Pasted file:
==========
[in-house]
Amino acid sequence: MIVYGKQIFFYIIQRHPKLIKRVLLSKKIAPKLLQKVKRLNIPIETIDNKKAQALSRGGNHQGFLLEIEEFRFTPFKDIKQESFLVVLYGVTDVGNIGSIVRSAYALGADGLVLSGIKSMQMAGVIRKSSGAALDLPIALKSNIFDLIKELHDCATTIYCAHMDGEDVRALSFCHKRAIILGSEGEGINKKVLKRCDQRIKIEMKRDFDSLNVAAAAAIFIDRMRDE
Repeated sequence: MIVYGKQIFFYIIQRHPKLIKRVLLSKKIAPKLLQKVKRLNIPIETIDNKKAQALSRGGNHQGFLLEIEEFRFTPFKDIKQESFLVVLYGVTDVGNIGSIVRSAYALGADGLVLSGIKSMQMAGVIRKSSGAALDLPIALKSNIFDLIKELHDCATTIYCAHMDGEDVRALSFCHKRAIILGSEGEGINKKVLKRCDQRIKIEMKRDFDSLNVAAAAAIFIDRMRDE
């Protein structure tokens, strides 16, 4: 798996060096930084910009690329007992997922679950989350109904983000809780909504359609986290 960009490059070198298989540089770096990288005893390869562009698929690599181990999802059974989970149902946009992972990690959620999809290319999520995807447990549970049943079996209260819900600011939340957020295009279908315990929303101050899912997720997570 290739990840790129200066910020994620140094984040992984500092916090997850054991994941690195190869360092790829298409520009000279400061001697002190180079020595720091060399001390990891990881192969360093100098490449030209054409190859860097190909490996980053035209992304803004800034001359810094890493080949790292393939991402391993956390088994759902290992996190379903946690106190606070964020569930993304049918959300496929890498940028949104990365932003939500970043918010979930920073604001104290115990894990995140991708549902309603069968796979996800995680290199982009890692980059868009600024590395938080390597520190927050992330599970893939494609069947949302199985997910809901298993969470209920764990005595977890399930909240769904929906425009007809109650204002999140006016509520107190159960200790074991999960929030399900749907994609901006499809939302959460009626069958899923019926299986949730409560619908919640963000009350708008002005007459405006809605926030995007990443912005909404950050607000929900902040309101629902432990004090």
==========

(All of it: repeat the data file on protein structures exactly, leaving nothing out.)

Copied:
[in-house]
Amino acid sequence: MIVYGKQIFFYIIQRHPKLIKRVLLSKKIAPKLLQKVKRLNIPIETIDNKKAQALSRGGNHQGFLLEIEEFRFTPFKDIKQESFLVVLYGVTDVGNIGSIVRSAYALGADGLVLSGIKSMQMAGVIRKSSGAALDLPIALKSNIFDLIKELHDCATTIYCAHMDGEDVRALSFCHKRAIILGSEGEGINKKVLKRCDQRIKIEMKRDFDSLNVAAAAAIFIDRMRDE
Repeated sequence: MIVYGKQIFFYIIQRHPKLIKRVLLSKKIAPKLLQKVKRLNIPIETIDNKKAQALSRGGNHQGFLLEIEEFRFTPFKDIKQESFLVVLYGVTDVGNIGSIVRSAYALGADGLVLSGIKSMQMAGVIRKSSGAALDLPIALKSNIFDLIKELHDCATTIYCAHMDGEDVRALSFCHKRAIILGSEGEGINKKVLKRCDQRIKIEMKRDFDSLNVAAAAAIFIDRMRDE
């Protein structure tokens, strides 16, 4: 798996060096930084910009690329007992997922679950989350109904983000809780909504359609986290 960009490059070198298989540089770096990288005893390869562009698929690599181990999802059974989970149902946009992972990690959620999809290319999520995807447990549970049943079996209260819900600011939340957020295009279908315990929303101050899912997720997570 290739990840790129200066910020994620140094984040992984500092916090997850054991994941690195190869360092790829298409520009000279400061001697002190180079020595720091060399001390990891990881192969360093100098490449030209054409190859860097190909490996980053035209992304803004800034001359810094890493080949790292393939991402391993956390088994759902290992996190379903946690106190606070964020569930993304049918959300496929890498940028949104990365932003939500970043918010979930920073604001104290115990894990995140991708549902309603069968796979996800995680290199982009890692980059868009600024590395938080390597520190927050992330599970893939494609069947949302199985997910809901298993969470209920764990005595977890399930909240769904929906425009007809109650204002999140006016509520107190159960200790074991999960929030399900749907994609901006499809939302959460009626069958899923019926299986949730409560619908919640963000009350708008002005007459405006809605926030995007990443912005909404950050607000929900902040309101629902432990004090």